Leslie Hidley is retired from the safety consulting business and is the mother of four (Kate, Jack, Theo, Boogie) and grandmother of ten—nine girls (Rose, Grace, Abby, Mercy, Chloe, Lucy, Cecilia, Daphne, Miranda) and one boy (Joe). She has written all of her life—in English, which is her second language. Although she has yet to submit her stories for publication, she has been videotaped reading some of them. Some of the books by her bed are more virtual than others, but should be real. For the last 30 years, she has lived in Ojai, California.
These books are, strictly speaking, not all on my bedside tables. Tina, the housekeeper, gets tired of all the crap that I put on the tables and periodically moves things onto the big girls’ desk in the corner of the room and the seat of the wing chair, so I’m going to actually have to get up and go fetch the damn books. I will list and number them. It’s orderly:
1. The Burglars’ Ball by Leslie Hidley and Peter Bellwood.
I am so modest. Peter (writer of the cult movie Highlander) and I wrote a long poem in iambic pentameter about a family of marauding raccoons in my back garden. Peter’s daughter, Lucy Bellwood, did wonderful illustrations and we made a book. It is not really a children’s book—more a book for grandparents to read to grandchildren. A friend, Michael Addison, who has a printing press, made 50 copies of it and I have one left. We are thinking of self-publishing it. Who knows?
2. Pink Moment Blues by Freelove Lippincott
A magical realist novel that takes place in an eskimo village called Happy Valley near Goose Bay, Labrador. The usual. Polar bears – ice floes on the river – tuberculosis – Clairol red hair dye (the favorite Inuit color) – Hudson’s Bay Company store –aurora borealis – wild blueberries – snow.
3. Flat by Sam Svoboda
A history of Lubbock County Texas. Towns: Levelland, Muleshoe, Garza, Posey, Shallowater, Buffalo Springs, Idalou, Slaton, Heckville….
4. Happy Are You Poor by Fr. Thomas Dubay
Haven’t read it yet. Got it because I spent all my trust fund and am currently working on plan B.
5. Heart of Noir by Ilse Buschlag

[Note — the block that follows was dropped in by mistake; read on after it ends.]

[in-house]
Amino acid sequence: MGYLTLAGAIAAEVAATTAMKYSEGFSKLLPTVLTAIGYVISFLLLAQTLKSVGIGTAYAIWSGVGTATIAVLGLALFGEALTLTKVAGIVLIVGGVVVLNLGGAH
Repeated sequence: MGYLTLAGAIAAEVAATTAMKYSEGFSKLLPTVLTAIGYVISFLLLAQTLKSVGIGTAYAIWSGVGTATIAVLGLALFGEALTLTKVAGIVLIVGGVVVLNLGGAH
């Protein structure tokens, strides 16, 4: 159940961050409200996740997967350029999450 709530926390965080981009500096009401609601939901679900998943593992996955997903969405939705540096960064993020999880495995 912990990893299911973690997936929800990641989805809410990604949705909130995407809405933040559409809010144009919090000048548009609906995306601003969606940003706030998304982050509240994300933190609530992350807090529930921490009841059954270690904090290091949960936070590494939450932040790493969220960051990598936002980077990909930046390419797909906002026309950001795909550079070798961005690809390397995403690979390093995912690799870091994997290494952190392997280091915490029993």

A collection of crime stories that take place in Frankfurt in the thirties. Moody and cold. Don’t know how good the translation is. Can hardly remember German anyhow, even though it was my first language.
6. Don Quixote by Pierre Menard
Found a copy at Bart’s Books in Ojai. Very rare.
7. As I Lay Dying by William Faulkner
I do not get it. And it is endless……….
8. The Rectification of Names by Confucius
This one I cannot read. It is a gorgeous leather-bound volume entirely in Chinese, but for whatever reason, the title on the spine is in English. It has to be one of the most beautiful and grave titles ever. I just like having the book near me.
9. The Holy Bible, The Douay Rheims translation.
The King James is prettier in many places, but is missing too many books (being Protestant and having removed them during the Reformation)–and some of them are my favorites–like “Wisdom.” I love the beginning parts of “Genesis”–read it over and over again. And “Wisdom.”
Ok, that’s the wing chair stack; going to take a break and have a cigarette before I get up and go over to the desk to find the rest of the books.
. . . We begin again with poetry.
10. Wounded Watermelons in the Wind by Babye Aurelia Stewart
A tiny volume by an aged southern belle about Memphis in the fifties.
11. Haiku for the Harried: 365 Very Short Poems by Tom Krause
One for each day–like vitamins–for those who don’t have time to eat or read.
12. Tango with a Bad Man by Lola Hardy
Memoir of a dance hall hostess in Nagadoches, Texas. Lots of dancing with oil field workers, workers from chemical plants, plenty of bad smells and tough guys.
13. Summa Theologica by St. Thomas Aquinas
It’s in five volumes. It was on sale. Maybe one day.
14. The Elements by Euclid
I read it in an attempt to stay rational. Maybe it helps.
15. A huge stack of paperbacks by Raymond Chandler.
It goes without saying.
Nice mix of real—and not—no? Is making up book titles a universal pastime? Got a fave?